58. Nick Lodolo LHP (Reds) - The 2019 first round pick relies more on his command to retire hitters. The lefthander does not have an overpowering pitch, but at 6′6″ he has an intimidating presence. His fastball hovers around the low 90s and is made better by a quality slider and change up. Over time, as he gains strength one could see that fastball start reading the mid-90s pretty consistently. What helps him is his radar like command. In his only minor league season in 2019 he did not walk a batter in his 18 innings of work, striking out 30. Opposing hitters were able to bat .247 against him, so less time around the plate could be a positive. As a college drafted pitcher Nick should advance quickly in the minor leagues. Don’t be surprised to see a late season 2021 debut if his minor league numbers warrant it.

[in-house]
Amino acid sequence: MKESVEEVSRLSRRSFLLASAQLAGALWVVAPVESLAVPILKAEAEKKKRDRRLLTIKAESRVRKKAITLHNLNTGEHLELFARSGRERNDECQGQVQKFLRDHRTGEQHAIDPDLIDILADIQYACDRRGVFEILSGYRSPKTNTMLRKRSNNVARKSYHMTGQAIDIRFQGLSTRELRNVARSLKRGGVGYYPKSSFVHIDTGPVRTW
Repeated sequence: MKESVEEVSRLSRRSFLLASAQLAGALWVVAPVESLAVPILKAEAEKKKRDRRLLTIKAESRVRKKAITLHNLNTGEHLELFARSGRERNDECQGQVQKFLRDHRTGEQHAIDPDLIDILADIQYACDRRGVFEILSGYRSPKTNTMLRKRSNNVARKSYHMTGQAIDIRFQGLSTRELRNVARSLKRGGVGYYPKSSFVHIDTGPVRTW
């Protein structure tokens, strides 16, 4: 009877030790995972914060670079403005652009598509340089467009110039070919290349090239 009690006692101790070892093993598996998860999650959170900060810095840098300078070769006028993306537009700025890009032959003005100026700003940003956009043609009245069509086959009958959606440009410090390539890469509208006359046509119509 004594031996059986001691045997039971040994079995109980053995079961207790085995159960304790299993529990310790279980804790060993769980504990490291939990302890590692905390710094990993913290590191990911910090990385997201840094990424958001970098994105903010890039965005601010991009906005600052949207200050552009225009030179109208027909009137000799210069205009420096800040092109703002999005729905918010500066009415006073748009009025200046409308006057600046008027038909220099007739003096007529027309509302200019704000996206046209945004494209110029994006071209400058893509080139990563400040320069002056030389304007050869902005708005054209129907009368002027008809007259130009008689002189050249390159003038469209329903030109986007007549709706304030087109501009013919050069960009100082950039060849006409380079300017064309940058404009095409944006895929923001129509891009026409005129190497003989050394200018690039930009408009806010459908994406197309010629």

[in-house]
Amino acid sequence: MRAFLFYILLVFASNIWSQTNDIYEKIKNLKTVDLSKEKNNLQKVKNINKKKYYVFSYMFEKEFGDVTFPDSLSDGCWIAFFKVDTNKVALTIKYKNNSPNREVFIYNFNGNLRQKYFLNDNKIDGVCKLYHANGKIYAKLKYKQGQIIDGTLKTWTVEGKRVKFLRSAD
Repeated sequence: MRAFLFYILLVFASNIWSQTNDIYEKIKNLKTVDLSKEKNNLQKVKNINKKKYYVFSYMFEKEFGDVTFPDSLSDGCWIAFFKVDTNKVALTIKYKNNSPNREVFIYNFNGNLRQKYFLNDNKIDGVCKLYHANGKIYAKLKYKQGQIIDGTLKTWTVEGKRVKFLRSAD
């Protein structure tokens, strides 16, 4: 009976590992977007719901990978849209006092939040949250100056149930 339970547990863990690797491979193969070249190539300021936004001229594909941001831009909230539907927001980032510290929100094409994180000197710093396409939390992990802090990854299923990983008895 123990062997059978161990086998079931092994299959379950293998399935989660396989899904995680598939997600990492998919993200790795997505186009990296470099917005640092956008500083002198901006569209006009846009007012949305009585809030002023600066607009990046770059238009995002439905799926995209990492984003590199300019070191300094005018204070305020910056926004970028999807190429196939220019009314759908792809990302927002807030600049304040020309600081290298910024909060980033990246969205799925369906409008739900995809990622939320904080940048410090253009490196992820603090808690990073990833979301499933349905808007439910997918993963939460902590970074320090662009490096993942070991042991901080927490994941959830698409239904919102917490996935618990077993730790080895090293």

57. Josh Jung 3B (Rangers) - One of the best hitters in Texas Tech history was rewarded by being a first round pick in the 2019. The Rangers hope that he will be their Kris Bryant. While he played a little shortstop with Tech, the hot corner will be his position with the Rangers. His lack of speed will inhibit his range at short and at 215 pounds he is just not built for the position. The bat contains some power. Once he learns to pull more he could reach 30 plus homeruns a year in the major leagues. In his 2019 minor league debut he did hit .316 with two homeruns. Expect him to start the 2021 season in High A with a Ranger arrival date in 2022.